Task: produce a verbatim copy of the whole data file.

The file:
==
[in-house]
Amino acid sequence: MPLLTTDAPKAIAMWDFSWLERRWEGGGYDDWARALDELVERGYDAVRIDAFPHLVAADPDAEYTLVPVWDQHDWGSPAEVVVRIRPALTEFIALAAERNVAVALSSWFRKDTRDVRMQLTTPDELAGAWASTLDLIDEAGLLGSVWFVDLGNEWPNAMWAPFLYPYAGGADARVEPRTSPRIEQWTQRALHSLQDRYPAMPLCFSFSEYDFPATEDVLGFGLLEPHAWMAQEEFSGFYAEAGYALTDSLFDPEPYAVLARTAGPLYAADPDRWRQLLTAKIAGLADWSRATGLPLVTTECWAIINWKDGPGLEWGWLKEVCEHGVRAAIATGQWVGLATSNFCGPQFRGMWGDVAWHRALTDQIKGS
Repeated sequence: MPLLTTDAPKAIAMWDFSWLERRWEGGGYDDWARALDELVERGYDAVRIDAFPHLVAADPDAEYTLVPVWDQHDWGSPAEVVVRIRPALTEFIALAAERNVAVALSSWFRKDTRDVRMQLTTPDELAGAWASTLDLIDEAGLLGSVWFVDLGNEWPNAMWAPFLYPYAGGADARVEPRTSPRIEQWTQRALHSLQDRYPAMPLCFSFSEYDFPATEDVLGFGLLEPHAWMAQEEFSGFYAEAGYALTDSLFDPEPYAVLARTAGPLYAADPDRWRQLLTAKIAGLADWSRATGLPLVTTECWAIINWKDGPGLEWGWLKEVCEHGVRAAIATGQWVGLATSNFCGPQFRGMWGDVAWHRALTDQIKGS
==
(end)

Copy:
[in-house]
Amino acid sequence: MPLLTTDAPKAIAMWDFSWLERRWEGGGYDDWARALDELVERGYDAVRIDAFPHLVAADPDAEYTLVPVWDQHDWGSPAEVVVRIRPALTEFIALAAERNVAVALSSWFRKDTRDVRMQLTTPDELAGAWASTLDLIDEAGLLGSVWFVDLGNEWPNAMWAPFLYPYAGGADARVEPRTSPRIEQWTQRALHSLQDRYPAMPLCFSFSEYDFPATEDVLGFGLLEPHAWMAQEEFSGFYAEAGYALTDSLFDPEPYAVLARTAGPLYAADPDRWRQLLTAKIAGLADWSRATGLPLVTTECWAIINWKDGPGLEWGWLKEVCEHGVRAAIATGQWVGLATSNFCGPQFRGMWGDVAWHRALTDQIKGS
Repeated sequence: MPLLTTDAPKAIAMWDFSWLERRWEGGGYDDWARALDELVERGYDAVRIDAFPHLVAADPDAEYTLVPVWDQHDWGSPAEVVVRIRPALTEFIALAAERNVAVALSSWFRKDTRDVRMQLTTPDELAGAWASTLDLIDEAGLLGSVWFVDLGNEWPNAMWAPFLYPYAGGADARVEPRTSPRIEQWTQRALHSLQDRYPAMPLCFSFSEYDFPATEDVLGFGLLEPHAWMAQEEFSGFYAEAGYALTDSLFDPEPYAVLARTAGPLYAADPDRWRQLLTAKIAGLADWSRATGLPLVTTECWAIINWKDGPGLEWGWLKEVCEHGVRAAIATGQWVGLATSNFCGPQFRGMWGDVAWHRALTDQIKGS